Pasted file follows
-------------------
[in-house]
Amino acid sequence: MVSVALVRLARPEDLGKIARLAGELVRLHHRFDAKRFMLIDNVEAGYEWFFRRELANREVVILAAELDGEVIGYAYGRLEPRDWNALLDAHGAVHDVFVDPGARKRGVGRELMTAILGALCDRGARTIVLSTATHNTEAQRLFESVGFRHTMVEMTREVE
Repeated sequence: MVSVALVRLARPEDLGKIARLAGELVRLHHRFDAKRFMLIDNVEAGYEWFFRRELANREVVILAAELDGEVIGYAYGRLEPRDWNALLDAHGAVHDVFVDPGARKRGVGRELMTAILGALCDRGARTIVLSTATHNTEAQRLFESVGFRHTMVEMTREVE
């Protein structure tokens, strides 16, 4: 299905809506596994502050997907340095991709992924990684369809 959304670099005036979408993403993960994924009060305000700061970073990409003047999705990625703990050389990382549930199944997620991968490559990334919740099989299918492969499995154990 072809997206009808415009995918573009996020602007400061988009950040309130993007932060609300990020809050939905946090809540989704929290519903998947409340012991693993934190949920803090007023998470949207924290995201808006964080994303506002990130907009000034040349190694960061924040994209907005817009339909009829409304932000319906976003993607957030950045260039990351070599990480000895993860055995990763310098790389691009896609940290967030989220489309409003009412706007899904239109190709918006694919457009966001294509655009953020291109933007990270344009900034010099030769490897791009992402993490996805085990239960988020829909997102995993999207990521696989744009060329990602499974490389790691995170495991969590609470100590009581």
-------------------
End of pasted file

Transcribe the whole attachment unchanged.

[in-house]
Amino acid sequence: MVSVALVRLARPEDLGKIARLAGELVRLHHRFDAKRFMLIDNVEAGYEWFFRRELANREVVILAAELDGEVIGYAYGRLEPRDWNALLDAHGAVHDVFVDPGARKRGVGRELMTAILGALCDRGARTIVLSTATHNTEAQRLFESVGFRHTMVEMTREVE
Repeated sequence: MVSVALVRLARPEDLGKIARLAGELVRLHHRFDAKRFMLIDNVEAGYEWFFRRELANREVVILAAELDGEVIGYAYGRLEPRDWNALLDAHGAVHDVFVDPGARKRGVGRELMTAILGALCDRGARTIVLSTATHNTEAQRLFESVGFRHTMVEMTREVE
């Protein structure tokens, strides 16, 4: 299905809506596994502050997907340095991709992924990684369809 959304670099005036979408993403993960994924009060305000700061970073990409003047999705990625703990050389990382549930199944997620991968490559990334919740099989299918492969499995154990 072809997206009808415009995918573009996020602007400061988009950040309130993007932060609300990020809050939905946090809540989704929290519903998947409340012991693993934190949920803090007023998470949207924290995201808006964080994303506002990130907009000034040349190694960061924040994209907005817009339909009829409304932000319906976003993607957030950045260039990351070599990480000895993860055995990763310098790389691009896609940290967030989220489309409003009412706007899904239109190709918006694919457009966001294509655009953020291109933007990270344009900034010099030769490897791009992402993490996805085990239960988020829909997102995993999207990521696989744009060329990602499974490389790691995170495991969590609470100590009581």